Study Demonstrates Connection between Theology and Church Growth
By Rev. Thomas Lambrecht
In an article in the Review of Religious Research for December 2016, three researchers identified that Mainline Protestant congregations that are growing exhibited much more conservative theology than those that were declining. In the first empirical study of its kind, the five-year project found that “conservative theological positioning of clergy and attendees is a significant predictor of church growth.”
Some previous studies had suggested that theology was not a factor in predicting church growth. However, those studies tended to rely upon asking only one or two questions of a single informant (usually the pastor). This new study surveyed entire congregations and asked many specific questions about religious beliefs and practices.
According to the press statement accompanying the study: “Over 2,200 regular Mainline Protestant church-goers from a mix of Anglican, Presbyterian, Lutheran, and United churches in the province of Ontario were surveyed for the research with about half from declining congregations and half from growing. All clergy from the participating churches were also surveyed and interviewed. Via email and phone, a sample of over 125 congregants from the larger pool were interviewed as was a separate subsample of 70 new attendees of the growing churches.”
Written by researchers Dr. David Millard Haskell (Wilfrid Laurier University), Dr. Kevin Flatt (Redeemer University College), and Dr. Stephanie Burgoyne (Wilfrid Laurier University), the article is titled: “Theology Matters: Comparing the Traits of Growing and Declining Mainline Protestant Church Attendees and Clergy.”
“One of the greatest obstacles to this study was finding Mainline Protestant churches that were growing,” observes Dr. Haskell. “However, once we did, we were able to compare the religious beliefs and practices of the growing church attendees and clergy to those of the declining. For all measures, those from the growing Mainline churches held more firmly to the traditional beliefs of Christianity and were more diligent in things like prayer and Bible reading.”
According to the research summary document:
“In terms of adherence to conservative theological beliefs (that is, beliefs reflecting a more literal interpretation of scripture and openness to the idea that God intervenes in the world), the pastors of the growing Mainline churches were the most conservative theologically, followed by the growing church attendees, followed by the declining church attendees, and finally the declining church pastors. For example, when asked to agree or disagree with the statement “Jesus rose from the dead with a real, flesh-and-blood body leaving behind an empty tomb” 93% of growing church pastors agreed, 83% of growing church attendees agreed, 67% of declining church attendees agreed, and just 56% of declining church pastors agreed. When asked if “God performs miracles in answer to prayer” 100% of the growing church pastors agreed, 90% of the growing church attendees agreed, 80% of the declining church attendees agreed, and just 44% of the declining church pastors agreed.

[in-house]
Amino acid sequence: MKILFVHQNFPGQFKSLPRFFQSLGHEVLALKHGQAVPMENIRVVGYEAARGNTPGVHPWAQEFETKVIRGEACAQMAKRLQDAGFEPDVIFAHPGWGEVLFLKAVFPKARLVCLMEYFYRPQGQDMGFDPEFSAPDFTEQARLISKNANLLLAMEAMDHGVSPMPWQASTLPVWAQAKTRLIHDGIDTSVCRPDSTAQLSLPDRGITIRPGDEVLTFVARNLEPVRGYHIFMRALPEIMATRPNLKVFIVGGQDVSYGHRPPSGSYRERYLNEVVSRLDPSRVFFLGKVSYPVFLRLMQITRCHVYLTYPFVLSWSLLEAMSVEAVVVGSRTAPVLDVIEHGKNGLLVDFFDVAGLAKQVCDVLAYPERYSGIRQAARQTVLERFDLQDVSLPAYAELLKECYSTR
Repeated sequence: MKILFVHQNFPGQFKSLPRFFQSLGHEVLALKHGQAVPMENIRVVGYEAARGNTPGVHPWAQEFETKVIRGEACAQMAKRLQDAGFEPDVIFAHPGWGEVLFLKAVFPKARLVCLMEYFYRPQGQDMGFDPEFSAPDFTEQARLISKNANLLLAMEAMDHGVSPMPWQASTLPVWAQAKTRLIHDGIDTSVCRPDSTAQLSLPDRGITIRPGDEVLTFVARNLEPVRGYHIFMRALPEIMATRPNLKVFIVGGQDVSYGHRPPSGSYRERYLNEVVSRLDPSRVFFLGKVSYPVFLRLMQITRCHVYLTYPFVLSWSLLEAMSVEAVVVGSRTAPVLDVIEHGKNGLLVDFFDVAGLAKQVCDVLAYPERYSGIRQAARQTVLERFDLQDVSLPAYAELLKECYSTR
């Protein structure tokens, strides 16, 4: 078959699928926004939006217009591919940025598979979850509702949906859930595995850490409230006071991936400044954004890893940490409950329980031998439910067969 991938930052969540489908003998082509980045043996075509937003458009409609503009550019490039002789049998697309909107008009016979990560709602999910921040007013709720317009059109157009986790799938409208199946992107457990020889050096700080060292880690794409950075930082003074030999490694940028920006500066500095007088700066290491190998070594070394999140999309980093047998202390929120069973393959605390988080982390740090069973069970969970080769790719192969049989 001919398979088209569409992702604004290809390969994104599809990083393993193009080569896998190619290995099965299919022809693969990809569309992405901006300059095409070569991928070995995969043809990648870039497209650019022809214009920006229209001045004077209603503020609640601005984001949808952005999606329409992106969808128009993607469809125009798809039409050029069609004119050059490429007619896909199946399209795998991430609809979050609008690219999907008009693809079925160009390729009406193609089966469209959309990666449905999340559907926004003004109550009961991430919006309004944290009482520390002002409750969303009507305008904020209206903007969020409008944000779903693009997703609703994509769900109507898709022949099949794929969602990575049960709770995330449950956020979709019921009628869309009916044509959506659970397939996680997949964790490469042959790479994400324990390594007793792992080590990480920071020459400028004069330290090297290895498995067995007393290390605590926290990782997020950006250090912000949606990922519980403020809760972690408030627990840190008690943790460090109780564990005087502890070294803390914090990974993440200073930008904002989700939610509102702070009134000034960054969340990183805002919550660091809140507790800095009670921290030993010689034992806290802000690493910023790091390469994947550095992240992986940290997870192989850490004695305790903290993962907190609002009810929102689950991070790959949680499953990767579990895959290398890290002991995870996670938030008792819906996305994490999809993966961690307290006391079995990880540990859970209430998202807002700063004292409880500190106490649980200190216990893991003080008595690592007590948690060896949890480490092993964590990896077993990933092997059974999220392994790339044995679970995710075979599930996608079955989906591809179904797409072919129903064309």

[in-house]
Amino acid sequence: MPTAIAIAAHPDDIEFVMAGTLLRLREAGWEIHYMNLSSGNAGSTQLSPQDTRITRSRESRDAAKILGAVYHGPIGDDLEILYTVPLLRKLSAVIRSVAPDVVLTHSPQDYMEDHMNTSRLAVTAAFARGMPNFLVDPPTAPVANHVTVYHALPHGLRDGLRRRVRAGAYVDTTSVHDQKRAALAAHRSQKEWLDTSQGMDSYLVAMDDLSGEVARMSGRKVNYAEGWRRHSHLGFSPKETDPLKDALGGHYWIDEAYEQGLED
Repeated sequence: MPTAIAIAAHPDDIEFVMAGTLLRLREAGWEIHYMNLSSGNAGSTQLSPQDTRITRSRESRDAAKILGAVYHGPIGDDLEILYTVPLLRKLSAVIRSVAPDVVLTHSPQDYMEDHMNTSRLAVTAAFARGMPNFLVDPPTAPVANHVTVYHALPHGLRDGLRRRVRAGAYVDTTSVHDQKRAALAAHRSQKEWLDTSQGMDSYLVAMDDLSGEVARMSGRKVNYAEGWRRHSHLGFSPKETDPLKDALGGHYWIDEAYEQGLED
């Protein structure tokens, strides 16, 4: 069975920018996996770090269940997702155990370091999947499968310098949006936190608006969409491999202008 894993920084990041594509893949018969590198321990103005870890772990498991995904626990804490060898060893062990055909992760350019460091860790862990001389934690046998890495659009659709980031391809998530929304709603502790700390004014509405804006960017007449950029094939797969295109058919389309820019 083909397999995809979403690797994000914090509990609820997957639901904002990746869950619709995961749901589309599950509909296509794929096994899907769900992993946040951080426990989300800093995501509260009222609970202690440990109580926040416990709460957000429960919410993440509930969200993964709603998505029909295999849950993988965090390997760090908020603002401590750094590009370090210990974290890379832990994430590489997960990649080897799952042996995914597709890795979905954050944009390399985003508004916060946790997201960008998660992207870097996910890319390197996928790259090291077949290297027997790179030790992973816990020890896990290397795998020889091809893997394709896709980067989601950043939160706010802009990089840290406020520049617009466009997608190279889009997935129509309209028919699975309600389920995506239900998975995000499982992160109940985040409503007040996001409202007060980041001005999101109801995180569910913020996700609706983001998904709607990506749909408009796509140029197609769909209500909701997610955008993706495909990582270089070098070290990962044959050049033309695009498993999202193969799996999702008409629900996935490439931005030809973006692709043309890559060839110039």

- “Attendees of the growing Mainline churches engage more regularly in personal religious practices. For example, 46% of the growing church attendees read their Bibles once a week or more versus 26% of the declining church congregants.
- “Clergy of the growing Mainline churches engage more regularly in personal religious practices. For example, 71% of the growing church pastors read their Bibles daily versus 19% of the declining church pastors.
- “Growing church clergy and congregants are more focused on bringing new members into the Christian faith (that is, more focused on evangelism) than declining. For example, 100% of the growing church pastors agreed “It is very important to encourage non-Christians to become Christians” and 78% of the growing church attendees agreed, while just 56% of the declining church congregants agreed and only 50% of the declining church pastors. Furthermore, when asked to describe the purpose or mission of their church, growing church attendees most often spoke of evangelism, while it was most common for declining church attendees to name various and separate social justice activities as the purpose but without reference to religious motivation or outcomes.”